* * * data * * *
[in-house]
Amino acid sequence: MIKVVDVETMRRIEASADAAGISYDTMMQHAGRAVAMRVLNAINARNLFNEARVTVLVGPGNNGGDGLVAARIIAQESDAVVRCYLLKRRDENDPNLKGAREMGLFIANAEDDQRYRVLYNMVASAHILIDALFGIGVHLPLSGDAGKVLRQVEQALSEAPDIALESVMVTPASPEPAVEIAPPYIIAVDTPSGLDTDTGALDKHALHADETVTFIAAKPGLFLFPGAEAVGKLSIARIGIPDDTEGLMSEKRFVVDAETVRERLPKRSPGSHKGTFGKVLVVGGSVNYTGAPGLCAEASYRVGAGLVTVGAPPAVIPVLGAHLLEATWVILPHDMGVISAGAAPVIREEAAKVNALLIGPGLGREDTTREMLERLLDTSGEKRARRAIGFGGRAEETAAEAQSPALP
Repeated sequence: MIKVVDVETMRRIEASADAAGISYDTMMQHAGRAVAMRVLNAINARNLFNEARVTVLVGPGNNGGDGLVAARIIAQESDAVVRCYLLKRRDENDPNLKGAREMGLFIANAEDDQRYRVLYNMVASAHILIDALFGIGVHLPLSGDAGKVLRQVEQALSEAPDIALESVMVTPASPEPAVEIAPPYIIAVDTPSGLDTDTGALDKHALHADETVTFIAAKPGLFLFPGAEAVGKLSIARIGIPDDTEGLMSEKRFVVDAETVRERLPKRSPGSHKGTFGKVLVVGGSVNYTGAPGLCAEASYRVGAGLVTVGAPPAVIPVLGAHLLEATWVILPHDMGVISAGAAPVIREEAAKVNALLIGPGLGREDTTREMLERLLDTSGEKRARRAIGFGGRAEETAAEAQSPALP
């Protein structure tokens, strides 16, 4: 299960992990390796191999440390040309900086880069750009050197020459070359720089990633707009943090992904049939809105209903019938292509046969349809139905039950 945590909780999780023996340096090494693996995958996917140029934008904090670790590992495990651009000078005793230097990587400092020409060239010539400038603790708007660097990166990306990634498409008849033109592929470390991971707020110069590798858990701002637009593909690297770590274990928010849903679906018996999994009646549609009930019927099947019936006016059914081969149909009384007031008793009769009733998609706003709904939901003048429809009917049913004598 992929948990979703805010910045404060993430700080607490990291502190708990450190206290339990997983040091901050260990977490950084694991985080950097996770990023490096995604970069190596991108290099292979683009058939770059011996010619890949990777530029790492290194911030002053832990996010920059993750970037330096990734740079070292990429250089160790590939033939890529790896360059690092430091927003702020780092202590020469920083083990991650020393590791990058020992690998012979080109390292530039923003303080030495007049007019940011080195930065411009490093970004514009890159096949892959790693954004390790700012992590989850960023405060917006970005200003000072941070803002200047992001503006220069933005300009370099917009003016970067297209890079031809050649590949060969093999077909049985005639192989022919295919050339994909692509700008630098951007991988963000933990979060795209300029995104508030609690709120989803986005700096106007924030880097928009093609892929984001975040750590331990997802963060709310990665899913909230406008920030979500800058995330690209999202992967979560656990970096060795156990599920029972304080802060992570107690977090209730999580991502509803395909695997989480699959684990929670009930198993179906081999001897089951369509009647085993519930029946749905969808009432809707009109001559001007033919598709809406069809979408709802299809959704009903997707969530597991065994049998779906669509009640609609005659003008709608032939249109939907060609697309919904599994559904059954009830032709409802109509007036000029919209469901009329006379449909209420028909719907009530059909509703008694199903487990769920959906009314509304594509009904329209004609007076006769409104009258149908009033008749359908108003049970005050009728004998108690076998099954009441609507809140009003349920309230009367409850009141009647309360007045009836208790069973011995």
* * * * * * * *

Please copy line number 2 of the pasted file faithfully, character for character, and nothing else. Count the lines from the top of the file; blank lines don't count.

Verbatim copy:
Amino acid sequence: MIKVVDVETMRRIEASADAAGISYDTMMQHAGRAVAMRVLNAINARNLFNEARVTVLVGPGNNGGDGLVAARIIAQESDAVVRCYLLKRRDENDPNLKGAREMGLFIANAEDDQRYRVLYNMVASAHILIDALFGIGVHLPLSGDAGKVLRQVEQALSEAPDIALESVMVTPASPEPAVEIAPPYIIAVDTPSGLDTDTGALDKHALHADETVTFIAAKPGLFLFPGAEAVGKLSIARIGIPDDTEGLMSEKRFVVDAETVRERLPKRSPGSHKGTFGKVLVVGGSVNYTGAPGLCAEASYRVGAGLVTVGAPPAVIPVLGAHLLEATWVILPHDMGVISAGAAPVIREEAAKVNALLIGPGLGREDTTREMLERLLDTSGEKRARRAIGFGGRAEETAAEAQSPALP